Olympics 2012: Cael Sanderson mentors Jake Varner to gold

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LONDON — Cael Sanderson spent the past seven years teaching Jake Varner how to be a world champion — and he was there Sunday when Varner joined him as an Olympic gold medalist.

With Sanderson watching, Varner defeated Valerie Andriitsev of Ukraine 1-0, 1-0 to win gold in men’s 96-kilogram freestyle.

Coupled with Jordan Burroughs’ win in the 74 kilograms Friday night, it gave the American team multiple Olympic gold medalists in men’s wrestling for the first time since 1996.

“Still not sure I’m in his league, but it’s awesome to be coached by a guy like that,” Varner said of Sanderson, a gold medalist at the 2004 Athens Olympics. “I owe him a lot. It means a lot to have him with me.”

Varner and Sanderson’s relationship began in 2005 at Iowa State, where Sanderson coached before jumping to Penn State. The day after Varner graduated in 2010, he piled up the car and drove 15 hours to Pennsylvania to train full time with Sanderson.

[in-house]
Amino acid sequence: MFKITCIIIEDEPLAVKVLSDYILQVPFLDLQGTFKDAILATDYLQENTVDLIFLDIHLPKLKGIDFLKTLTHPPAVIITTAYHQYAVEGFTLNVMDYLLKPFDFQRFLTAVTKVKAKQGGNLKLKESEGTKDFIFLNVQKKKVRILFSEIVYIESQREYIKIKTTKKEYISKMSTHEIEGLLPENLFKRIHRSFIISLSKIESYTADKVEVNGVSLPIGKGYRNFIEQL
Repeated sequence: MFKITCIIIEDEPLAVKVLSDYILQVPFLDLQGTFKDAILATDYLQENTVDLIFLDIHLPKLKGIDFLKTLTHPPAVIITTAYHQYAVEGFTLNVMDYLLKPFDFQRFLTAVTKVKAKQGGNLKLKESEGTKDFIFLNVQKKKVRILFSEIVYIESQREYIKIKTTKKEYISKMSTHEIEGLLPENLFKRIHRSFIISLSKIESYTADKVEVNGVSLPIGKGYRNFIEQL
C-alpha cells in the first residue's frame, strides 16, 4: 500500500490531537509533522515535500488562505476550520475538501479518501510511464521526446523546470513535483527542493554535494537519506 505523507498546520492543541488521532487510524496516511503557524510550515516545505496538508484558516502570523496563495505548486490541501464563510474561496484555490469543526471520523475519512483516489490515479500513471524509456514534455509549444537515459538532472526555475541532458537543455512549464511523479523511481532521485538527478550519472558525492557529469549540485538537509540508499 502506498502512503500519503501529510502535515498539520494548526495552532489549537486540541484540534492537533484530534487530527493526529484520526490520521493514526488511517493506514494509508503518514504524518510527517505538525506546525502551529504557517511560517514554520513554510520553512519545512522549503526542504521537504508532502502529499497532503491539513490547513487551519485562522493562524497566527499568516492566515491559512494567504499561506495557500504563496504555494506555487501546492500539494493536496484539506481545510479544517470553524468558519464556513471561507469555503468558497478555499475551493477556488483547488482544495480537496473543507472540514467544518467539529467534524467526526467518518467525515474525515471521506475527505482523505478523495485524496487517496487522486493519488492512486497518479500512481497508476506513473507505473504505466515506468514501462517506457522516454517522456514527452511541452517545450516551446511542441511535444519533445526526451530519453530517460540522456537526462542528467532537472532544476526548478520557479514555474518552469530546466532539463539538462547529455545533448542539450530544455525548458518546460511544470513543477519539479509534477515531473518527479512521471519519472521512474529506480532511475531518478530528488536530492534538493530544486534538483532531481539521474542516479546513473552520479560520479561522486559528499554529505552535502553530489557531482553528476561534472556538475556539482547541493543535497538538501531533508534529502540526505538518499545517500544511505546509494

Sanderson said last week that Varner had pounded on him during training sessions leading up to the Olympics. Varner showed that good form by winning four straight matches for gold.

“He was going to get me to my ultimate goal, which was to win a gold medal at the Olympics — and that’s what he did,” Varner said.

Varner will also collect a $250,000 bonus from the Living the Dream Medal Fund, which supports American wrestling.

Sanderson said Varner was the same in the finals as in any other match.

“That’s one of the reasons he’s so good,” Sanderson said. “He has great composure. That, in addition to just living the lifestyle for a long time. He’s the man.”

Doping: IOC chief Rogge praises successful enforcement effort

Anti-doping efforts to keep the London Games clean have been hailed as a success by International Olympic Committee president Jacques Rogge.

Through Sunday morning, only one athlete tested positive for a banned substance on the day of competing at the Olympics. Seven more were caught in doping controls conducted since the official games testing period began July 16. One of the seven competed in London before her test result was known.

“I think that is a sign that the system works,” Rogge said at a news conference. “I am happy about the fact that we could catch athletes who cheated, both before the games and at the games.”

Rogge said a further 117 out-of-competition cases were recorded since April, preventing athletes from ever getting to the games.

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